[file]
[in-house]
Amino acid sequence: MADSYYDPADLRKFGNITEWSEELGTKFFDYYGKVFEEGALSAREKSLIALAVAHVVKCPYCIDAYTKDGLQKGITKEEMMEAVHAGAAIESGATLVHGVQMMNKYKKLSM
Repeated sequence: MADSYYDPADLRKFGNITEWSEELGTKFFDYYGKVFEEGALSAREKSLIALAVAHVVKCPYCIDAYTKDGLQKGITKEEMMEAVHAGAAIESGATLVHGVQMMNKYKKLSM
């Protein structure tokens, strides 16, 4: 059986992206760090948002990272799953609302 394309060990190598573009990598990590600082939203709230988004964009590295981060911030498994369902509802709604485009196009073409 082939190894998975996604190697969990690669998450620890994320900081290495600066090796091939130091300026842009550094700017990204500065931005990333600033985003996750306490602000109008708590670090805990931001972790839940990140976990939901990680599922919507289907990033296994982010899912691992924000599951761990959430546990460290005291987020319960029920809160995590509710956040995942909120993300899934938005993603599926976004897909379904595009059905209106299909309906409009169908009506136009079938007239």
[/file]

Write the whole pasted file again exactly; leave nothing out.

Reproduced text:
[in-house]
Amino acid sequence: MADSYYDPADLRKFGNITEWSEELGTKFFDYYGKVFEEGALSAREKSLIALAVAHVVKCPYCIDAYTKDGLQKGITKEEMMEAVHAGAAIESGATLVHGVQMMNKYKKLSM
Repeated sequence: MADSYYDPADLRKFGNITEWSEELGTKFFDYYGKVFEEGALSAREKSLIALAVAHVVKCPYCIDAYTKDGLQKGITKEEMMEAVHAGAAIESGATLVHGVQMMNKYKKLSM
């Protein structure tokens, strides 16, 4: 059986992206760090948002990272799953609302 394309060990190598573009990598990590600082939203709230988004964009590295981060911030498994369902509802709604485009196009073409 082939190894998975996604190697969990690669998450620890994320900081290495600066090796091939130091300026842009550094700017990204500065931005990333600033985003996750306490602000109008708590670090805990931001972790839940990140976990939901990680599922919507289907990033296994982010899912691992924000599951761990959430546990460290005291987020319960029920809160995590509710956040995942909120993300899934938005993603599926976004897909379904595009059905209106299909309906409009169908009506136009079938007239």